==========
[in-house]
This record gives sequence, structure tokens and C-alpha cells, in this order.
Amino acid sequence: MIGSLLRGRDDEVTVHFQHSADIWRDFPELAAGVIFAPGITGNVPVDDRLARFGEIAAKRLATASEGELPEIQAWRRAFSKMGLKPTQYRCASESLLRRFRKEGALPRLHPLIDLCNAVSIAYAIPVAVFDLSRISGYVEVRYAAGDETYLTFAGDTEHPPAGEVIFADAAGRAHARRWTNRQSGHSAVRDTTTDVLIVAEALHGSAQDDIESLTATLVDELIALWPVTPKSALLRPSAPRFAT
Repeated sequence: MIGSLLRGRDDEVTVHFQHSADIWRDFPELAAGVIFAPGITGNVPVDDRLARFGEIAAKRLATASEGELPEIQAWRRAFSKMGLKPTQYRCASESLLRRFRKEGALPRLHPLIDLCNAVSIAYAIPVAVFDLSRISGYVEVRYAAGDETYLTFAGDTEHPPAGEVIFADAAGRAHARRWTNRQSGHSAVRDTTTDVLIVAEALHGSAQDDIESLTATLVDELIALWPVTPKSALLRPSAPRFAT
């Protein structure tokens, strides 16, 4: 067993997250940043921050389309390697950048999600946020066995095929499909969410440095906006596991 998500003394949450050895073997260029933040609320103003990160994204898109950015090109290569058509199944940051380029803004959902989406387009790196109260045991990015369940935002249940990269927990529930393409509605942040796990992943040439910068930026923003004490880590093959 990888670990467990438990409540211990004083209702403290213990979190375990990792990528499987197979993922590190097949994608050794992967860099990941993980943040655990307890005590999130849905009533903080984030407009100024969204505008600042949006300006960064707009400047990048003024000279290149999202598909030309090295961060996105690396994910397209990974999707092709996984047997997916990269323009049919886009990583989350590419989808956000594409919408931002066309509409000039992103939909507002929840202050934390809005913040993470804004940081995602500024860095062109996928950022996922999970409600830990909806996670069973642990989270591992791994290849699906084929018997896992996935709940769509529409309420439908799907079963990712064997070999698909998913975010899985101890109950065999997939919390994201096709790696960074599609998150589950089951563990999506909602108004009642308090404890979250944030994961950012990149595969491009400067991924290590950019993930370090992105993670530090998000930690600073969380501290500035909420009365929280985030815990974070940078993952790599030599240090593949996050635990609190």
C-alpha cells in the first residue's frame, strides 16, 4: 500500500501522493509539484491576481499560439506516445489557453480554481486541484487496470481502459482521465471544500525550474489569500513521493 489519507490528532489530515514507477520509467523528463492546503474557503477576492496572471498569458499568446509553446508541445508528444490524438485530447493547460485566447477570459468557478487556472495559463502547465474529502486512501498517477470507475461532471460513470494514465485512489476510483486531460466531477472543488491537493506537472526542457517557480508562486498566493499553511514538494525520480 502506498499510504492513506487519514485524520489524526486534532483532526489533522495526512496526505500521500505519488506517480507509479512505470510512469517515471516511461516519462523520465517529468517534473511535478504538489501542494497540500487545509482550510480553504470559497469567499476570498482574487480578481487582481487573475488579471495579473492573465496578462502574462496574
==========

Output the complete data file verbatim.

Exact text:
[in-house]
This record gives sequence, structure tokens and C-alpha cells, in this order.
Amino acid sequence: MIGSLLRGRDDEVTVHFQHSADIWRDFPELAAGVIFAPGITGNVPVDDRLARFGEIAAKRLATASEGELPEIQAWRRAFSKMGLKPTQYRCASESLLRRFRKEGALPRLHPLIDLCNAVSIAYAIPVAVFDLSRISGYVEVRYAAGDETYLTFAGDTEHPPAGEVIFADAAGRAHARRWTNRQSGHSAVRDTTTDVLIVAEALHGSAQDDIESLTATLVDELIALWPVTPKSALLRPSAPRFAT
Repeated sequence: MIGSLLRGRDDEVTVHFQHSADIWRDFPELAAGVIFAPGITGNVPVDDRLARFGEIAAKRLATASEGELPEIQAWRRAFSKMGLKPTQYRCASESLLRRFRKEGALPRLHPLIDLCNAVSIAYAIPVAVFDLSRISGYVEVRYAAGDETYLTFAGDTEHPPAGEVIFADAAGRAHARRWTNRQSGHSAVRDTTTDVLIVAEALHGSAQDDIESLTATLVDELIALWPVTPKSALLRPSAPRFAT
């Protein structure tokens, strides 16, 4: 067993997250940043921050389309390697950048999600946020066995095929499909969410440095906006596991 998500003394949450050895073997260029933040609320103003990160994204898109950015090109290569058509199944940051380029803004959902989406387009790196109260045991990015369940935002249940990269927990529930393409509605942040796990992943040439910068930026923003004490880590093959 990888670990467990438990409540211990004083209702403290213990979190375990990792990528499987197979993922590190097949994608050794992967860099990941993980943040655990307890005590999130849905009533903080984030407009100024969204505008600042949006300006960064707009400047990048003024000279290149999202598909030309090295961060996105690396994910397209990974999707092709996984047997997916990269323009049919886009990583989350590419989808956000594409919408931002066309509409000039992103939909507002929840202050934390809005913040993470804004940081995602500024860095062109996928950022996922999970409600830990909806996670069973642990989270591992791994290849699906084929018997896992996935709940769509529409309420439908799907079963990712064997070999698909998913975010899985101890109950065999997939919390994201096709790696960074599609998150589950089951563990999506909602108004009642308090404890979250944030994961950012990149595969491009400067991924290590950019993930370090992105993670530090998000930690600073969380501290500035909420009365929280985030815990974070940078993952790599030599240090593949996050635990609190």
C-alpha cells in the first residue's frame, strides 16, 4: 500500500501522493509539484491576481499560439506516445489557453480554481486541484487496470481502459482521465471544500525550474489569500513521493 489519507490528532489530515514507477520509467523528463492546503474557503477576492496572471498569458499568446509553446508541445508528444490524438485530447493547460485566447477570459468557478487556472495559463502547465474529502486512501498517477470507475461532471460513470494514465485512489476510483486531460466531477472543488491537493506537472526542457517557480508562486498566493499553511514538494525520480 502506498499510504492513506487519514485524520489524526486534532483532526489533522495526512496526505500521500505519488506517480507509479512505470510512469517515471516511461516519462523520465517529468517534473511535478504538489501542494497540500487545509482550510480553504470559497469567499476570498482574487480578481487582481487573475488579471495579473492573465496578462502574462496574